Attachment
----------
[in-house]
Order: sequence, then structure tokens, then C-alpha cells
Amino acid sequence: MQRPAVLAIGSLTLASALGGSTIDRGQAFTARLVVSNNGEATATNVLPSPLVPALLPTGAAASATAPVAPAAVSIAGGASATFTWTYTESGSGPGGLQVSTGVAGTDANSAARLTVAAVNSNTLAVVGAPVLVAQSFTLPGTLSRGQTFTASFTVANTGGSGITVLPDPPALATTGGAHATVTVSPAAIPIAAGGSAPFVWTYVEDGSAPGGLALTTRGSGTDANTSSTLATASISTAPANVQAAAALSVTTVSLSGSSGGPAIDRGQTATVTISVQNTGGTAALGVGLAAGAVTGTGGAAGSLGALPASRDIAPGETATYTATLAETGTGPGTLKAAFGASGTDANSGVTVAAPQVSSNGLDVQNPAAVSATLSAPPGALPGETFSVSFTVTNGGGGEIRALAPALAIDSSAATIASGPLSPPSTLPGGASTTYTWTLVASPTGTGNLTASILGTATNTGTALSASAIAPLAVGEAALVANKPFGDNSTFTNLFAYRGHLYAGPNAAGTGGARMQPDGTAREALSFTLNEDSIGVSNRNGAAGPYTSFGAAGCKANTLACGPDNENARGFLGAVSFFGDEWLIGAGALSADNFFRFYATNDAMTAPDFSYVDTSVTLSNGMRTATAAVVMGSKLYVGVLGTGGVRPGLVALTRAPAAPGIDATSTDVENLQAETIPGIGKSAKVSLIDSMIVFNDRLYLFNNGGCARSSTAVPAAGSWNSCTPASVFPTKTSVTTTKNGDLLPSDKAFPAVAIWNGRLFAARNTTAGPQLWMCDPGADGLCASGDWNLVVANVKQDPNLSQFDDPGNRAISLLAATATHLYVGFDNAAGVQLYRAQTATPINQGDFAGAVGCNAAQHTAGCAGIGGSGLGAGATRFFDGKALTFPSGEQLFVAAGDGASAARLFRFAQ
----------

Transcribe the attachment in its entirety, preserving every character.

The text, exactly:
[in-house]
Order: sequence, then structure tokens, then C-alpha cells
Amino acid sequence: MQRPAVLAIGSLTLASALGGSTIDRGQAFTARLVVSNNGEATATNVLPSPLVPALLPTGAAASATAPVAPAAVSIAGGASATFTWTYTESGSGPGGLQVSTGVAGTDANSAARLTVAAVNSNTLAVVGAPVLVAQSFTLPGTLSRGQTFTASFTVANTGGSGITVLPDPPALATTGGAHATVTVSPAAIPIAAGGSAPFVWTYVEDGSAPGGLALTTRGSGTDANTSSTLATASISTAPANVQAAAALSVTTVSLSGSSGGPAIDRGQTATVTISVQNTGGTAALGVGLAAGAVTGTGGAAGSLGALPASRDIAPGETATYTATLAETGTGPGTLKAAFGASGTDANSGVTVAAPQVSSNGLDVQNPAAVSATLSAPPGALPGETFSVSFTVTNGGGGEIRALAPALAIDSSAATIASGPLSPPSTLPGGASTTYTWTLVASPTGTGNLTASILGTATNTGTALSASAIAPLAVGEAALVANKPFGDNSTFTNLFAYRGHLYAGPNAAGTGGARMQPDGTAREALSFTLNEDSIGVSNRNGAAGPYTSFGAAGCKANTLACGPDNENARGFLGAVSFFGDEWLIGAGALSADNFFRFYATNDAMTAPDFSYVDTSVTLSNGMRTATAAVVMGSKLYVGVLGTGGVRPGLVALTRAPAAPGIDATSTDVENLQAETIPGIGKSAKVSLIDSMIVFNDRLYLFNNGGCARSSTAVPAAGSWNSCTPASVFPTKTSVTTTKNGDLLPSDKAFPAVAIWNGRLFAARNTTAGPQLWMCDPGADGLCASGDWNLVVANVKQDPNLSQFDDPGNRAISLLAATATHLYVGFDNAAGVQLYRAQTATPINQGDFAGAVGCNAAQHTAGCAGIGGSGLGAGATRFFDGKALTFPSGEQLFVAAGDGASAARLFRFAQ